By Tom Hennessey | Manufacturing Transformation
A recent article at manufacturing.net presents the seven biggest challenges faced by manufacturers today. The first challenge on the list? “Finding good people.”
Some things never change. With all the technology transformation taking place in manufacturing—big data, global platforms, flexible supply chains—it still comes down to finding talented people.
Too bad the technology transformation can’t help with that challenge. Or can it?
As manufacturers advance Manufacturing Operations Management (MOM) strategies, they’re making huge advances in handling and extracting intelligence from data. Other improvements can be tied to tracking and synchronizing material flows between facilities, warehouses, and suppliers. Achieving a more robust approach to compliance with complete traceability data that can be recorded at every step in the process is another big improvement that can now be done far more cost effectively. All of this makes the enterprise more agile and responsive, and much better able to keep up with the accelerating pace of change.
But this transformation is also doing something else: it’s putting the latest tablets and smart phones—fully integrated with the manufacturing systems—into the hands of more and more workers. An increasing number of workers now have a much greater amount of information and intelligence than they ever had, available at nearly any time or place (learn more about mobility solutions here). No longer do workers have to be at their stations or in their offices to stay on top of operational performance. Now they can do it right on the production floor, in the warehouse, on the shipping dock, at a supplier—wherever they happen to be.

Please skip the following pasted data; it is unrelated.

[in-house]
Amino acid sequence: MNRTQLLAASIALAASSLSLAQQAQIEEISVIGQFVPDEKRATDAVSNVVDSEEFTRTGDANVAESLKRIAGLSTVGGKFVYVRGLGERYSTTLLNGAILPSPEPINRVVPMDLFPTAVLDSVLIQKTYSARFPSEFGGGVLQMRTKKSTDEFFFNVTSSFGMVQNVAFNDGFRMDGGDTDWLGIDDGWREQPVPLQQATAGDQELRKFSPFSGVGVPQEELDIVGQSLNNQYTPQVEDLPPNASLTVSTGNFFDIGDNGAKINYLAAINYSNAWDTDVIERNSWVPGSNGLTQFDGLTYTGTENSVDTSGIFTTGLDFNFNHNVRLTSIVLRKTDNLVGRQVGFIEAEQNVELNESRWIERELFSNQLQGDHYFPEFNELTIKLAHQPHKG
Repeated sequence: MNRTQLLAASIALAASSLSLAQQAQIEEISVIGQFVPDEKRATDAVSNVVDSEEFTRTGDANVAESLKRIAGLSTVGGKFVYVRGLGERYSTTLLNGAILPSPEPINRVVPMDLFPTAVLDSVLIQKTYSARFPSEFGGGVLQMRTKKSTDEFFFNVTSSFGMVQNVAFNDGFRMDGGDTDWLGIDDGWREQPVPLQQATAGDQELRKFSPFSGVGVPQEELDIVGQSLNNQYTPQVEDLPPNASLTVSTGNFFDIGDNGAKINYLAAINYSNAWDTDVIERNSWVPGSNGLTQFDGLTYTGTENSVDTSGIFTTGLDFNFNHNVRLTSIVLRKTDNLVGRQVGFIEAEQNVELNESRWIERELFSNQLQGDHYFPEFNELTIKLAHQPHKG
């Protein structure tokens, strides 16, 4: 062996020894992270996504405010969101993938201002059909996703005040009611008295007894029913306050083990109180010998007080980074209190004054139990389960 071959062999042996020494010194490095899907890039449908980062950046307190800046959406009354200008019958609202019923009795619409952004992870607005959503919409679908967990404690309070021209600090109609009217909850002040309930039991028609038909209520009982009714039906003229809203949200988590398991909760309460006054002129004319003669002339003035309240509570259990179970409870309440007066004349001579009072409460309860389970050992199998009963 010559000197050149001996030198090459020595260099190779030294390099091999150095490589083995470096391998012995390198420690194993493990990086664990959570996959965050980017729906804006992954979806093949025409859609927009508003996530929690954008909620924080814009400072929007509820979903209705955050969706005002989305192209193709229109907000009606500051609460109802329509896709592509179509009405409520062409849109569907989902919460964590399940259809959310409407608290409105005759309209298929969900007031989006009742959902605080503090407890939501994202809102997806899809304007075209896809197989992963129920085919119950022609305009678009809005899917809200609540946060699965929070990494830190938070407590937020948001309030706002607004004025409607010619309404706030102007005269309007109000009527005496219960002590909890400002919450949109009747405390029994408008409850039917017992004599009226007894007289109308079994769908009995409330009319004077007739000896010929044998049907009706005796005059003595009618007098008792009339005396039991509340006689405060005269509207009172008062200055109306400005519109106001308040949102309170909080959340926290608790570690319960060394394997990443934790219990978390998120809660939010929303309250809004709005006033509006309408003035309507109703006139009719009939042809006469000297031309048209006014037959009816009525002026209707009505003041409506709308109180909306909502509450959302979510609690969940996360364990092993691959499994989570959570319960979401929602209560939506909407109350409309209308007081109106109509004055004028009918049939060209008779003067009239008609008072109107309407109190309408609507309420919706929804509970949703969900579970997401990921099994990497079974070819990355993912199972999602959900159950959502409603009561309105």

The enterprise benefits enormously when the tools of the last century are replaced with the tools of this one. From the maintenance worker to the QC manager to the executive suite, problems get addressed immediately. Not an hour from now, and certainly not the next day, but right now.
But here’s the thing—the workers benefit too. So much so, that manufacturers who have adopted the new technologies are using it to attract the best and the brightest people. “Come work here,” they are saying. “Use our state-of-the-art facilities and gain valuable experience in the tool sets of the 4th Industrial Revolution.”
It’s a powerful appeal, mainly because it’s true. Workers at all levels want the latest tools. More importantly, they understand the value of being conversant with the technologies that will shape the future of manufacturing. That’s true for skilled people not directly involved in manufacturing operations as well, such as IT and compliance.
In the end, the ROI from investing in modern manufacturing technology goes beyond the considerable improvements to be achieved in performance and efficiency. It includes the vital strategic benefit of being able to attract the right labor talent to your organization, helping you leapfrog even further ahead.
To borrow a line from the movie Field of Dreams: “If you implement it, they will come.”